PsiChick: taurusowner: PsiChick: If enough people with mohawks are spraying silly string at people, and I see someone with a mohawk reach into their pocket, I'm just gonna assume it's silly string. Because at some point, you have to either use statistics to make an educated guess, or end up hurt\dead\arrested on false pretenses\having your crap stolen\otherwise victimized.Except you're not doing that. You're using cherry picked stories from the media that show a unrealistic and disproportionate amount of corrupt cops because that's what draws viewers. There are roughly 1.1 million police in the US. You're really me that with your keen mind for statistics, you have seen real data showing most of them are corrupt? No the occasional Youtube video or sensational news report don't count.If you want to just hate cops, that's fine. But don't start claiming it's because you made a reasoned judgement based on statistic unless you're willing to show those statistics.Since it's one of the least reported things cops do...Tell you what, though--you go ahead and tot up the number of examples. There's not that many, right? Shouldn't be, oh, easily in the millions, right? After all, there's only so many police officers...
ottebx: Regarding the officer being able to turn off the video in places where a reasonable expectation of photo/video privacy can be expected, allow them to turn it off, but while it is off, keep audio capture running. Do not allow audio to be turned off.
LeGnome: As a law enforcement officer, you do not have a right to privacy in the execution of your duties. That is all.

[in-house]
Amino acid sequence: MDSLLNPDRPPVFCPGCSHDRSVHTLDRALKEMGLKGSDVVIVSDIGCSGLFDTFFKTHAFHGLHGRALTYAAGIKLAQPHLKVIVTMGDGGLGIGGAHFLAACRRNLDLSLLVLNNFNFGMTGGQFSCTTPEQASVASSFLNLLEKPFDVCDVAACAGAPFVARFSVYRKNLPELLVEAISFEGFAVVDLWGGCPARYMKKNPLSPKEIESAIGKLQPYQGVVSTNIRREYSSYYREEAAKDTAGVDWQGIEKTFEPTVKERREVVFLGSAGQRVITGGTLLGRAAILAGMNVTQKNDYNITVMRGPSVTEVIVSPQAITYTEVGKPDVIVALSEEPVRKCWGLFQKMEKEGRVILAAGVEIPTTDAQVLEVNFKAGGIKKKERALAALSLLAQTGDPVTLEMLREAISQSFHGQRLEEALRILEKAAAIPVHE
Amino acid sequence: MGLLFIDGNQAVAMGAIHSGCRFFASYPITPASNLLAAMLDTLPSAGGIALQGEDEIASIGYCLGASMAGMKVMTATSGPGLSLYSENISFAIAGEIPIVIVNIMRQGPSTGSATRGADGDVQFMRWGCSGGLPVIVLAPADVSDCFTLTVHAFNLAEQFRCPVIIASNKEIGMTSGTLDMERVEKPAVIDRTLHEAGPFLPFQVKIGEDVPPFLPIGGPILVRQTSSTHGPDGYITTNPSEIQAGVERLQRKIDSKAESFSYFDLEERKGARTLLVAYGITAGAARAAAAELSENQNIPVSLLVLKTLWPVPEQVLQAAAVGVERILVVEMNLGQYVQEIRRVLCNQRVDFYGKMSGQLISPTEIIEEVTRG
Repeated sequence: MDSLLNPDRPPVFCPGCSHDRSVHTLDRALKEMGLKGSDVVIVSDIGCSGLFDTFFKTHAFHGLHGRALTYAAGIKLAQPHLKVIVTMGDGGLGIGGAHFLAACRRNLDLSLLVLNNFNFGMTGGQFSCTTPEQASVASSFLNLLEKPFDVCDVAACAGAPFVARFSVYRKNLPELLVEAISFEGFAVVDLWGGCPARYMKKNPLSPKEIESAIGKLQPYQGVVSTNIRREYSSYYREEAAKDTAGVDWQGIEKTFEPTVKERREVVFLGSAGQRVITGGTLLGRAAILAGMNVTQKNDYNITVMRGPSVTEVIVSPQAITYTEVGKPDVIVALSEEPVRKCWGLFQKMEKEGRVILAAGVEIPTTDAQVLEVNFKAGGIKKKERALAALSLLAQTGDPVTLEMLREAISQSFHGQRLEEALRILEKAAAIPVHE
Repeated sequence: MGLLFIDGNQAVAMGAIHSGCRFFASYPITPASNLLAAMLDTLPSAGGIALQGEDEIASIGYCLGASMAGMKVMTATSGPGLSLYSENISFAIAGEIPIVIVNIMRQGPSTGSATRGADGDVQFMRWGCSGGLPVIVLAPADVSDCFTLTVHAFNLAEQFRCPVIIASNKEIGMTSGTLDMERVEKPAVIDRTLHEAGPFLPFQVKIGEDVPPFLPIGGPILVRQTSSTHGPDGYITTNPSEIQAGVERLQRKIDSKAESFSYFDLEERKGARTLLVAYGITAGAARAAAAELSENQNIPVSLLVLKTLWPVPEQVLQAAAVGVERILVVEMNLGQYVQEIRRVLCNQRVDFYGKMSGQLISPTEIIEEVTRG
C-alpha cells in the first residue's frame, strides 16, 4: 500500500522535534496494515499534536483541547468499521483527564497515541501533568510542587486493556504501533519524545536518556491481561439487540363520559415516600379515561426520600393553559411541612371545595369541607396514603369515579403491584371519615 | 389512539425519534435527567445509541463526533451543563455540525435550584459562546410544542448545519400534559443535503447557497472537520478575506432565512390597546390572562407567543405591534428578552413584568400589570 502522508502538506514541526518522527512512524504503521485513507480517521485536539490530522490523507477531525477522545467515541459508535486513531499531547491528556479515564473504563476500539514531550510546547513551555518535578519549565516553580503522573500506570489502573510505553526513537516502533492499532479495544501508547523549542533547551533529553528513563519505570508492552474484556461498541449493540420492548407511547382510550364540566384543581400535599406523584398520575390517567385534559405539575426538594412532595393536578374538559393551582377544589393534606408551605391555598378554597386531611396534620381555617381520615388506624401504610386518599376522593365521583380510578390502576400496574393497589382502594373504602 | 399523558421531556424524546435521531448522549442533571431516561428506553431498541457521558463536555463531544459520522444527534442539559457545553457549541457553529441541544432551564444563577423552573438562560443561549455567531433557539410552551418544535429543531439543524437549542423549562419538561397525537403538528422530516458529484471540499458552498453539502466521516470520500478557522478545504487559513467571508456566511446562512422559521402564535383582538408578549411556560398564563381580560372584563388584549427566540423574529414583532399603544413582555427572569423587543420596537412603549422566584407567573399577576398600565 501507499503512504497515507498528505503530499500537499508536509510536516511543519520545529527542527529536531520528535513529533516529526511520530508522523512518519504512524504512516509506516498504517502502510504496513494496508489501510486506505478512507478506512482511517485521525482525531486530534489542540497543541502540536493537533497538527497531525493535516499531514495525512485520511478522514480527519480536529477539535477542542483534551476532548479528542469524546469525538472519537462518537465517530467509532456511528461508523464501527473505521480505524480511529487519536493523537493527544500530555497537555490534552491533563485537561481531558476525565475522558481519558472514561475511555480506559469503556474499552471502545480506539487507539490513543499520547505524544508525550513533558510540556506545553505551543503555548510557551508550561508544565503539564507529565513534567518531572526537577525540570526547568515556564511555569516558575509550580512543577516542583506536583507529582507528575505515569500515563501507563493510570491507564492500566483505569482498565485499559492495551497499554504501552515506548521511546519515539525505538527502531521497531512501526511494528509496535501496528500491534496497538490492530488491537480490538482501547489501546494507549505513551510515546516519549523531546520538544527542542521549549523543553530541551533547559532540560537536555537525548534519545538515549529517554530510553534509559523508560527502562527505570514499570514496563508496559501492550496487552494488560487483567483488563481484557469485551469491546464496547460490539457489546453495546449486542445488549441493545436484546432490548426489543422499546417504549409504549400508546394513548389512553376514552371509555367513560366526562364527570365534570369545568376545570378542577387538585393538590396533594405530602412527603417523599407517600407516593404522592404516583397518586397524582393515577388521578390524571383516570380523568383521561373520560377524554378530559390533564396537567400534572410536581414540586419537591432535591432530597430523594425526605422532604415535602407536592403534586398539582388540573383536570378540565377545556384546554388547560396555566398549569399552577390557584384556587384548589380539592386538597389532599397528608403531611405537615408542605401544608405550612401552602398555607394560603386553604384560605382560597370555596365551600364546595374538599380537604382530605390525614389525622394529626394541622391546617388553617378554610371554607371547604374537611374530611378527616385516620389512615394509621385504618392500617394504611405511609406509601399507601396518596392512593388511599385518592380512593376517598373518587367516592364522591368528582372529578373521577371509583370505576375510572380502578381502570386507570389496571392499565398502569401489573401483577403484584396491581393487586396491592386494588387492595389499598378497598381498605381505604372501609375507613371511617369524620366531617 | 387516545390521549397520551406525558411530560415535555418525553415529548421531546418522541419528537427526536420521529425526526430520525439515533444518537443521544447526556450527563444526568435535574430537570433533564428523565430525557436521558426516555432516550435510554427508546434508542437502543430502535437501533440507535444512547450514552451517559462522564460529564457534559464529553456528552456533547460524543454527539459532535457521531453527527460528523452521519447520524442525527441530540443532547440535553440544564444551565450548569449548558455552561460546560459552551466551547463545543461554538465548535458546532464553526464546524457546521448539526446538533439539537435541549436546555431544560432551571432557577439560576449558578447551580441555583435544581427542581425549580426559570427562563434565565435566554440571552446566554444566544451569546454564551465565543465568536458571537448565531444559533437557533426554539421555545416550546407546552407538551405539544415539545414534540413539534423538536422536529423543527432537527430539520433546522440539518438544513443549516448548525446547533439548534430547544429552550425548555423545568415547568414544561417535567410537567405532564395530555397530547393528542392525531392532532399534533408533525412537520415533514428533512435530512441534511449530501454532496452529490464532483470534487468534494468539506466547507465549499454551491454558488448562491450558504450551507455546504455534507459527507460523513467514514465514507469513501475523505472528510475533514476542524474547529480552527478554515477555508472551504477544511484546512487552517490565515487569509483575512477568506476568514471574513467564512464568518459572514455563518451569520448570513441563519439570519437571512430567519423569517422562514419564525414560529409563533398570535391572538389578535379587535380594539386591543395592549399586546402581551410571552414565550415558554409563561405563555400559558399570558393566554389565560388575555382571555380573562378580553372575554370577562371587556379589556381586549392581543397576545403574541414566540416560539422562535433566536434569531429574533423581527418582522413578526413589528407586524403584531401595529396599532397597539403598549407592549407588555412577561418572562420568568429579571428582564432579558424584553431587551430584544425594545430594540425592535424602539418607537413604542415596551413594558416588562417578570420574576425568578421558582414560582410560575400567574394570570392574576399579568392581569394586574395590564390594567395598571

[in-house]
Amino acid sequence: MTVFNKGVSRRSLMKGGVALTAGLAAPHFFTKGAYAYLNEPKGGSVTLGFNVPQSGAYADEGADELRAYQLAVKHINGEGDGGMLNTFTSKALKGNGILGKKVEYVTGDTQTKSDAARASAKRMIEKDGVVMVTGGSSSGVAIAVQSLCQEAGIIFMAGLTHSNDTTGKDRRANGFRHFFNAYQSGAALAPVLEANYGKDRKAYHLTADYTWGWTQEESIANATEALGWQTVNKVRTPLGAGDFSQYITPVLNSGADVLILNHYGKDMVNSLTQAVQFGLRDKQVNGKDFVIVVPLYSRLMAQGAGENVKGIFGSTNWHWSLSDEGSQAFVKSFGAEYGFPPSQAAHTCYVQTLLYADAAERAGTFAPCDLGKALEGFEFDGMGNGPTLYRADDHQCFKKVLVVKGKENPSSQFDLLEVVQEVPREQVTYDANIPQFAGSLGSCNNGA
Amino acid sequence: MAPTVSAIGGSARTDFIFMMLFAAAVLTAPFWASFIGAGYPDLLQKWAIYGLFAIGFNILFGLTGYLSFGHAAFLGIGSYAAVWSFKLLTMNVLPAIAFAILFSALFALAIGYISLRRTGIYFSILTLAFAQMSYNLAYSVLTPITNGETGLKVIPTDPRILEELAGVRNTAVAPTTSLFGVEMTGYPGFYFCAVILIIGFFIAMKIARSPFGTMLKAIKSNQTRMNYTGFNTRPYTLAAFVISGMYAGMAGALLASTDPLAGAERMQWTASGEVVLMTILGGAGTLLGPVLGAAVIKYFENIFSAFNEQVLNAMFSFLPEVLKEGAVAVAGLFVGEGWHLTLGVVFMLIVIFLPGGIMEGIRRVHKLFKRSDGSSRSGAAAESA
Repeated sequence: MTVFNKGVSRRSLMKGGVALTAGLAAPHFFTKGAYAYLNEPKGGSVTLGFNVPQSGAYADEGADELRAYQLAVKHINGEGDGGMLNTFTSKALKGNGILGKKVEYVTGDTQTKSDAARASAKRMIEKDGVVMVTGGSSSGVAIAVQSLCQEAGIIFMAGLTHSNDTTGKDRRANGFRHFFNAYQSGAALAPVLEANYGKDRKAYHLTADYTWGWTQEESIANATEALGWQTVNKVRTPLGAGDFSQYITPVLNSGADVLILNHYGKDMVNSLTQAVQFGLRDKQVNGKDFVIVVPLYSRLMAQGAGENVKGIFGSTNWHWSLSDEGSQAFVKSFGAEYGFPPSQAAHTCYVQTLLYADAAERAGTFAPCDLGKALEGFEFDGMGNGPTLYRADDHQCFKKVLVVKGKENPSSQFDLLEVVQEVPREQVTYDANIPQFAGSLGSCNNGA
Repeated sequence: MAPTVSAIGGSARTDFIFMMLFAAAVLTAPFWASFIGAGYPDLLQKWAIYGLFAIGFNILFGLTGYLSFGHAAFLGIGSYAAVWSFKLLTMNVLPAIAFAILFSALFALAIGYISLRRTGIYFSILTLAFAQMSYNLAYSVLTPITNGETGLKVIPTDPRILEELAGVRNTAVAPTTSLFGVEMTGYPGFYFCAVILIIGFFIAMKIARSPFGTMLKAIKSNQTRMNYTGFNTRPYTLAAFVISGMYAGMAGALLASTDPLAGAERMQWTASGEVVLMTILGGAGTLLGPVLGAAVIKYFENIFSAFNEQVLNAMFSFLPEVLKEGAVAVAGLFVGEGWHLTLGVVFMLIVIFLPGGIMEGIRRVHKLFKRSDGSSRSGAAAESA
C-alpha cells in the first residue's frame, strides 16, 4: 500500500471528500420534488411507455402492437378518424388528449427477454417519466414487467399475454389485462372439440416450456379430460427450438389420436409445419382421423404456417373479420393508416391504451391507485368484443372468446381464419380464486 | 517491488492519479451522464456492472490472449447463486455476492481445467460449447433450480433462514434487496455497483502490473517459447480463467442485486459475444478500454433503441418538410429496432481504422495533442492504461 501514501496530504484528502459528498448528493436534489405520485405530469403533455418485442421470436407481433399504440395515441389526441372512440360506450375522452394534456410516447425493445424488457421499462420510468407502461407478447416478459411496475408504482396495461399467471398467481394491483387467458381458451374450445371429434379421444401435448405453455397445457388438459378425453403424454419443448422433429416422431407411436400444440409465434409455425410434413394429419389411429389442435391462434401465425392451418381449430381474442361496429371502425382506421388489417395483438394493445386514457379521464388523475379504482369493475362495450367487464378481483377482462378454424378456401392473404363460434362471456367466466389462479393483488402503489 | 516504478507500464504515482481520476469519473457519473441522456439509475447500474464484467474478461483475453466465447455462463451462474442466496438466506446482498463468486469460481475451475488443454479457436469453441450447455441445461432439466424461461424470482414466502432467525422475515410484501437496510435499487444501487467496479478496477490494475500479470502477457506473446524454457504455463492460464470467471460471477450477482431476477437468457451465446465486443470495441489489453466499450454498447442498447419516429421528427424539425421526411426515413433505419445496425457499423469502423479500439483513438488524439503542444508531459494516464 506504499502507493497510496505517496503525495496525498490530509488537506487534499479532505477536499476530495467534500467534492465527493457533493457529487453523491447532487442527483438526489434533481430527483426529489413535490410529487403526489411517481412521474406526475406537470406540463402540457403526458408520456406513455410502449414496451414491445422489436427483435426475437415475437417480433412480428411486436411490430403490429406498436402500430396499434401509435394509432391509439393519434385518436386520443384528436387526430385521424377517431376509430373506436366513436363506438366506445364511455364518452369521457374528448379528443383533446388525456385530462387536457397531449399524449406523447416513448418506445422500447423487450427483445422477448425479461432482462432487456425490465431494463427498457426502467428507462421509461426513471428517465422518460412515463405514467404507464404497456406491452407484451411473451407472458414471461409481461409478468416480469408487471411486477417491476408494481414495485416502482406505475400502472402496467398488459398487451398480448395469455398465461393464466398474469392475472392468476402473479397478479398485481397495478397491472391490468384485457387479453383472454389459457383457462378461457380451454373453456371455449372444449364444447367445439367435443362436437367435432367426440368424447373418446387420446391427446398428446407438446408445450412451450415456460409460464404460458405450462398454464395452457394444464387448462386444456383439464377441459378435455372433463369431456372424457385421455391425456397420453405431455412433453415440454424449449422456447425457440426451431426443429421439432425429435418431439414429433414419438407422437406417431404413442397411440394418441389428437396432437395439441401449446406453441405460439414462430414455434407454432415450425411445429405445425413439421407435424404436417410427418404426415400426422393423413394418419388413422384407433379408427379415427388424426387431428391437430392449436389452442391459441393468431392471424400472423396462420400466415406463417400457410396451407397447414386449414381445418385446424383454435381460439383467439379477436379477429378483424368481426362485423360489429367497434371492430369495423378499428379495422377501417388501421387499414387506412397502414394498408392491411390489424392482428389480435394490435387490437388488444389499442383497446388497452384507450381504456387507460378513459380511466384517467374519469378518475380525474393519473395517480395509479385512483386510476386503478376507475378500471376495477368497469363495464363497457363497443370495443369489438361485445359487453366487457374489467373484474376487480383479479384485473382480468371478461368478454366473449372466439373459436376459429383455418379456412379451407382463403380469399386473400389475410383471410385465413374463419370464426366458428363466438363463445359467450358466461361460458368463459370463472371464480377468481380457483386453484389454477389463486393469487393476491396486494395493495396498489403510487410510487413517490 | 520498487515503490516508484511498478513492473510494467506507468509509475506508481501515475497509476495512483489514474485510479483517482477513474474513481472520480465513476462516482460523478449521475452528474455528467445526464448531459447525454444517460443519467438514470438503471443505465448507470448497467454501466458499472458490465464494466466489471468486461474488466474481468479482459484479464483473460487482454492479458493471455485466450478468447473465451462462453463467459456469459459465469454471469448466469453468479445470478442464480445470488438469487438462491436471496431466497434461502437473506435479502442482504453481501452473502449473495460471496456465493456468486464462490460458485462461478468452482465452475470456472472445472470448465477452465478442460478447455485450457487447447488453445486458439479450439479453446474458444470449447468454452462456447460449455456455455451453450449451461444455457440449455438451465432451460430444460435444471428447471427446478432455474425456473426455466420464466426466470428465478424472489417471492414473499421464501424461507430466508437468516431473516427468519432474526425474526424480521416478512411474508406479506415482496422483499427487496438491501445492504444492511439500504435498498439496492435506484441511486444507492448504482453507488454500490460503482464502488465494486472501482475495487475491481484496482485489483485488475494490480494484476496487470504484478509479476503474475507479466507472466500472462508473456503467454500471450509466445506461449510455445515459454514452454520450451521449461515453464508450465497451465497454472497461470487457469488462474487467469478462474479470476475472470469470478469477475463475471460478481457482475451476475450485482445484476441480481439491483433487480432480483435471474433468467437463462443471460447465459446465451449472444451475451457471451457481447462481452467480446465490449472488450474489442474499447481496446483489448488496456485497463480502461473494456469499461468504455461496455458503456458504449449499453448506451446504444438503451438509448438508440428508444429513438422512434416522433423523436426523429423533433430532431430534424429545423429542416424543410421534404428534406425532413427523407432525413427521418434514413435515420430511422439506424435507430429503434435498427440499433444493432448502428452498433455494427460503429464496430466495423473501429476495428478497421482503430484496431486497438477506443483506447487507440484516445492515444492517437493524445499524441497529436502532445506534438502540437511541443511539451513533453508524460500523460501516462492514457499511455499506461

CruiserTwelve: LeGnome: As a law enforcement officer, you do not have a right to privacy in the execution of your duties. That is all.Is a private conversation with a co-worker or supervisor considered "in the execution of your duties?" Do the people you're talking to have an expectation of privacy that should be respected? How about if you're in a restaurant and a couple cops sit down in the next booth to have lunch and you know they're recording everything within earshot, including your conversation? Would you be comfortable with that?As the article states, this issue isn't as simple as it might seem. Recording every contact the police have creates lots of issues and concerns both from the perspective of the police and from the public. It creates privacy concerns as well as legal concerns.
demaL-demaL-yeH: When you're on the job, you're on the job. When you're in public, you're in public.
CruiserTwelve: demaL-demaL-yeH: When you're on the job, you're on the job. When you're in public, you're in public.So you don't mind if a government employee tapes your private conversations, even incidentally, if they occur in public?
CruiserTwelve: LeGnome: As a law enforcement officer, you do not have a right to privacy in the execution of your duties. That is all.Is a private conversation with a co-worker or supervisor considered "in the execution of your duties?"
Theaetetus: As suggested above, let the cop turn the camera off, and, should anything that occurs during that time period be used in a prosecution, the jury should be instructed to infer that something either incriminating was done by the officer or something exculpatory occurred by a defendant.
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